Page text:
| Kumari Ghata Ambedkar collects waste flowers at her Punaichak residence. Picture by Nagendra Kumar Singh |
Stale flowers are as useful as fresh ones for a Patna college student who has embarked on a green mission with used blossoms.
Kumari Ghata Ambedkar, 19, collects used flowers from Mahavir Mandir near Patna Junction and uses it to make compost.
“Flowers are used for worship in temples. Once used, they hardly serve any purpose. But for me, stale flowers are as useful as fresh ones. I can use them to make compost,” said the BSc Part III student of environment science and water management at AN College.
Explaining her project, which she began in July, Ambedkar said: “Flowers have bacteria, which can be used to increase nitrogen and potassium content in the soil. I am making compost with flower, soil, cow dung and dry leaves.”
She expects the project to be complete by October-end. Asked what motivated her to take up the project, she said flowers used in temples across the city are dumped in the Ganga, increasing the pollution-level in the river. Ambedkar believes that her project will check the pollution and also help produce organic manure.
She said: “My work will serve two purposes: First, it will help save the Ganga from pollution. Second, stale flowers could be put to some use. My aim is to help the environment.”
Ambedkar added that she visits Mahavir Mandir twice a week. On each visit to the temple, she collects around 8kg flower.
“I visit Mahavir Mandir on Sundays and Wednesdays because on these two days, more flower is available as there is a huge rush of devotees on Saturdays and Tuesdays,” she said.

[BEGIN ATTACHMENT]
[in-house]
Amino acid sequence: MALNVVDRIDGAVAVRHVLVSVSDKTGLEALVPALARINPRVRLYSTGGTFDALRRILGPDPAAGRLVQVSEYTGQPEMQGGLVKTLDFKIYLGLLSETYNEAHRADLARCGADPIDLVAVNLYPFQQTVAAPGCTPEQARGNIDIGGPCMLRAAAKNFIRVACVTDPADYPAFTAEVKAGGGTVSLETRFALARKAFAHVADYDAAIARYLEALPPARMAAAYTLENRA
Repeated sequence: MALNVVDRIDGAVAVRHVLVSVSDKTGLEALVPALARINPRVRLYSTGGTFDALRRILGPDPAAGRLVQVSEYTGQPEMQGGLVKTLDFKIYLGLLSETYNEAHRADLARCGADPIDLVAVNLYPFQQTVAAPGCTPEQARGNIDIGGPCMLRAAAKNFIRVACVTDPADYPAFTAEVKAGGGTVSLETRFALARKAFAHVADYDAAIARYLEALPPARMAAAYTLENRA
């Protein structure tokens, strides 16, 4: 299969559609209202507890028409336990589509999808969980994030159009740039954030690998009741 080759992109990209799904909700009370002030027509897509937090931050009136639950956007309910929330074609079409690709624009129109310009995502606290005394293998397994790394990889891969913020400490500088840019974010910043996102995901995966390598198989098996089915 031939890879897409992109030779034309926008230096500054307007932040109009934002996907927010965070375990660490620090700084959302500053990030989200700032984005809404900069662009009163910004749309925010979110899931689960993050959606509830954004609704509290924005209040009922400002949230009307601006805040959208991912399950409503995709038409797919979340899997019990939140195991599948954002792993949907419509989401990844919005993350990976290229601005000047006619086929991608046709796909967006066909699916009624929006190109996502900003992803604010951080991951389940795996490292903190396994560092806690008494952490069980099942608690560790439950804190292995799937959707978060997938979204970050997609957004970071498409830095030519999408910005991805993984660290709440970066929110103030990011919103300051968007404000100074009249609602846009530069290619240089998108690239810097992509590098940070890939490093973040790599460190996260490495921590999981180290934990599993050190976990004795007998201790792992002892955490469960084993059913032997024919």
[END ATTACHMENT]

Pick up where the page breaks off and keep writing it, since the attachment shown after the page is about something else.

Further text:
Using flowers from a temple, however, did not guarantee parental blessing immediately.
“My mother (Rukmani Devi) was sceptical at first,” said Ambedkar. “She did not like to see me working with mud, cow dung and stale flowers. She used to ask me why I was meddling with such stuff. But slowly, I won my mother’s confidence. When she found that I was resolute to continue with the work, she stopped telling me not to do it.”
Rukmani Devi explained her initial cynicism. “Ghata used to go to my mother’s house (at Anishabad) to collect cow dung. I thought: What would the neighbours say? So, I used to get angry with her. Our relatives were also displeased with her project. But her father (Shravan Kumar, a Patna High Court employee) explained to us how useful her work is. Now, we know that her project will help both agriculture and preservation of the ecology.”
Asked what future she has envisioned for her project, Ambedkar said: “I want to go to more temples to collect more flower and conduct my project on a larger scale. I hope people will take inspiration from my project and use stale flower to make compost.”